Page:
Being Mrs. Alcott Review
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It’s been a while since I’ve read a novel written in this decade—actually, in this century, come to think of it—and I didn’t realize what I'd been missing.

Nancy Geary captured my interest in the character of Grace Alcott from the prologue, where she describes the simple act of buying new underwear—as Grace does every six months, just as her mother taught her. As I read, the warnings of always having clean underwear in case you’re in an accident ran through my head.

We first meet Grace in the 1960s in college, where she meets her future husband. Bain Alcott quickly shows his influence over Grace on their first date by convincing her not to go to a Vietnam War protest. The two marry before Grace finishes college. During their engagement, Bain, a writer, fills her head with ideas of romantic lunches at home together and traveling abroad for book tours once his novel is published. These ideas quickly disappear when Bain accepts a position as a financial analyst and climbs the corporate ladder of success. Cape Cod then becomes the main setting of the novel. There, Grace meets Prissy, a clam digger with a lot of independence, even in her marriage—the extent of which Grace cannot fathom.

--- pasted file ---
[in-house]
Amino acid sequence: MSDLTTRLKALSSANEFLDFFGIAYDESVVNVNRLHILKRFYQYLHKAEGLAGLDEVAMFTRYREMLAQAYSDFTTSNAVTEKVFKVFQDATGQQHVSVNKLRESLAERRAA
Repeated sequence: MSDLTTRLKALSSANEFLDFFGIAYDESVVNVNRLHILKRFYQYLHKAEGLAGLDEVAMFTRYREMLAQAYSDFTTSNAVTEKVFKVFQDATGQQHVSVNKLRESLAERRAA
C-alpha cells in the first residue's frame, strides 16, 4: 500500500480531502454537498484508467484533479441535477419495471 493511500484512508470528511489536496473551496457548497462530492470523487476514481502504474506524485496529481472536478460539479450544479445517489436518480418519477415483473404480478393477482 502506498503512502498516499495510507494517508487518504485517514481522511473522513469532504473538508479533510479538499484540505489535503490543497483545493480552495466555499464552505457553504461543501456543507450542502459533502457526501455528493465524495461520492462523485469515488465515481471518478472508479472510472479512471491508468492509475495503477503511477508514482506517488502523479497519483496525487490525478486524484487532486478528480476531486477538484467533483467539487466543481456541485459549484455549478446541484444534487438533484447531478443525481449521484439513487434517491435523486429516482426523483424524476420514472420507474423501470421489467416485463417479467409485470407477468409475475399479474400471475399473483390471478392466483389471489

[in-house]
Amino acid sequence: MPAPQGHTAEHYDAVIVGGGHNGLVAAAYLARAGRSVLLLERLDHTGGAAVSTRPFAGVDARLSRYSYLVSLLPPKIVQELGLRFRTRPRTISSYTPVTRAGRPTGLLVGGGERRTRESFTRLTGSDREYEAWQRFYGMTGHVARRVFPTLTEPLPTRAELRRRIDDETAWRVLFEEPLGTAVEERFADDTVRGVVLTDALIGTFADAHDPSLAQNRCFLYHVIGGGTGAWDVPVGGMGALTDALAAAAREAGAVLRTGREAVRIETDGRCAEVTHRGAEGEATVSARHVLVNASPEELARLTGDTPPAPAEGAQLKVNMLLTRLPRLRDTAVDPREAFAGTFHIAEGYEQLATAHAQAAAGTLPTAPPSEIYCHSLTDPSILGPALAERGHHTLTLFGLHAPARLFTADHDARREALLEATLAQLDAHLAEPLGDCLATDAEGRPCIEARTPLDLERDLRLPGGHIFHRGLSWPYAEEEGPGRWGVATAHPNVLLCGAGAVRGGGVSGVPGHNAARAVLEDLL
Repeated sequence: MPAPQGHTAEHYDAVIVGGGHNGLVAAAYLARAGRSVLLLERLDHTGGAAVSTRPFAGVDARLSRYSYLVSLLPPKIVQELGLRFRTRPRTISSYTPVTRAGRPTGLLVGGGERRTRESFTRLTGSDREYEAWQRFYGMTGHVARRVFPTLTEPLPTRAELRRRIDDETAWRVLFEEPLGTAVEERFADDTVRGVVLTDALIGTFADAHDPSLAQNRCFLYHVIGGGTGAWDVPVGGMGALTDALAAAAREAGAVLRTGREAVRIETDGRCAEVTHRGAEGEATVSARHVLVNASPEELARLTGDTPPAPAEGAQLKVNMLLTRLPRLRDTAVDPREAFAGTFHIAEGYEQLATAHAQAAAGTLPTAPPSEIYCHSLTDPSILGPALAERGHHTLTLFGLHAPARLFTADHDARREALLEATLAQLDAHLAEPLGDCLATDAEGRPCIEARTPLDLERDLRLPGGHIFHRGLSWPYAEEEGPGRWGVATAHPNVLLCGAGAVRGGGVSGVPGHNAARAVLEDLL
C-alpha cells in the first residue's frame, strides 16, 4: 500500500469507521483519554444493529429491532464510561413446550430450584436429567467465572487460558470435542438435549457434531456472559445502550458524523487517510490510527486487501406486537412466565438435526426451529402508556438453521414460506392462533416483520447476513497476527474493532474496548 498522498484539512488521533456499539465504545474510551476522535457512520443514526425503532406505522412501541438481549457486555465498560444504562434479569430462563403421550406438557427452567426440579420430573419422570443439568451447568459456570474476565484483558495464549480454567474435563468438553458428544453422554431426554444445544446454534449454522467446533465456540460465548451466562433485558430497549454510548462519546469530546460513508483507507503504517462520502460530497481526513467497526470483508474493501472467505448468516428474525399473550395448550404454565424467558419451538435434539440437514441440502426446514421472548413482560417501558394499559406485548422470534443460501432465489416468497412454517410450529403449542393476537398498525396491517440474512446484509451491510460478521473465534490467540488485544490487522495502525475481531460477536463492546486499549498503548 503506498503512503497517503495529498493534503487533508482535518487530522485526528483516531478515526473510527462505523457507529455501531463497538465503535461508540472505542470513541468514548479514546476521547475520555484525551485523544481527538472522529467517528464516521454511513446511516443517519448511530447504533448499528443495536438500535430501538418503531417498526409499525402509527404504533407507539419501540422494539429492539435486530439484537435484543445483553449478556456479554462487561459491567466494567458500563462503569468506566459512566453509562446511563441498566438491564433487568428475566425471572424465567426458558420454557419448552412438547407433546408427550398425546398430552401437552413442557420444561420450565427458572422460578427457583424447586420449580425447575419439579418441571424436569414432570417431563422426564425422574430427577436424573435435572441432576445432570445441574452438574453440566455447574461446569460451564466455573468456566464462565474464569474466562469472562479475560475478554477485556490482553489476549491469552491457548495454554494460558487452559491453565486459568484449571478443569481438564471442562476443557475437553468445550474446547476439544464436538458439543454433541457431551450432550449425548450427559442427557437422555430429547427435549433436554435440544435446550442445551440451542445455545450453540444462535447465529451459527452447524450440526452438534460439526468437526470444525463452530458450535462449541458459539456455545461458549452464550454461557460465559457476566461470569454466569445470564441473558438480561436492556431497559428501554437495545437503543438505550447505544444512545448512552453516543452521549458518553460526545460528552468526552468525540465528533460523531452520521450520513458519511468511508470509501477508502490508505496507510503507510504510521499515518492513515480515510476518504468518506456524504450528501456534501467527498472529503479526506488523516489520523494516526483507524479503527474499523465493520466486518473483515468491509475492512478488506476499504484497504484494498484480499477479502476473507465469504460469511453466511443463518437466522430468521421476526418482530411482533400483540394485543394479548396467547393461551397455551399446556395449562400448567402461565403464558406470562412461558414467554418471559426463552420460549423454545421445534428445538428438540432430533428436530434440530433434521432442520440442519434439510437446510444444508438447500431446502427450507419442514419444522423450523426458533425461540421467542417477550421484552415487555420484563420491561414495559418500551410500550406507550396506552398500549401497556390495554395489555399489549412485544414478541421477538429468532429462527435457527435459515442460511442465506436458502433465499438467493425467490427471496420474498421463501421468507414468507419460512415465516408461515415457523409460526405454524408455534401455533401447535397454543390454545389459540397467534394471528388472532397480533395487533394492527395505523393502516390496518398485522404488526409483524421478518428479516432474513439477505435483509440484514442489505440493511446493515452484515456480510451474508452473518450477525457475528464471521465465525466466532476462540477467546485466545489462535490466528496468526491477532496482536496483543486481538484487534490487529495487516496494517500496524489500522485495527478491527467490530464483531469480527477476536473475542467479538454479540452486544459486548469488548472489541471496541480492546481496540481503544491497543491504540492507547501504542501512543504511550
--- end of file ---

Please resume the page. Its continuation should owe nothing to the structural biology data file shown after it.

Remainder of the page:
Nancy Geary has an excellent way of hitting on the highlights of Grace's life and introducing us to important characters and events. She fast forwards to different times where we see Grace's children born, then see them as teenagers, then adults with their own children. With this style of writing, Geary is able to fill us in on the significant details without the novel dragging on. Then she takes us to the present, where everything comes full circle. The author links the events of the past with those of the present and we see their significance—a method comparable to Charles Dickens' writing. I can't wait to read more from this author.

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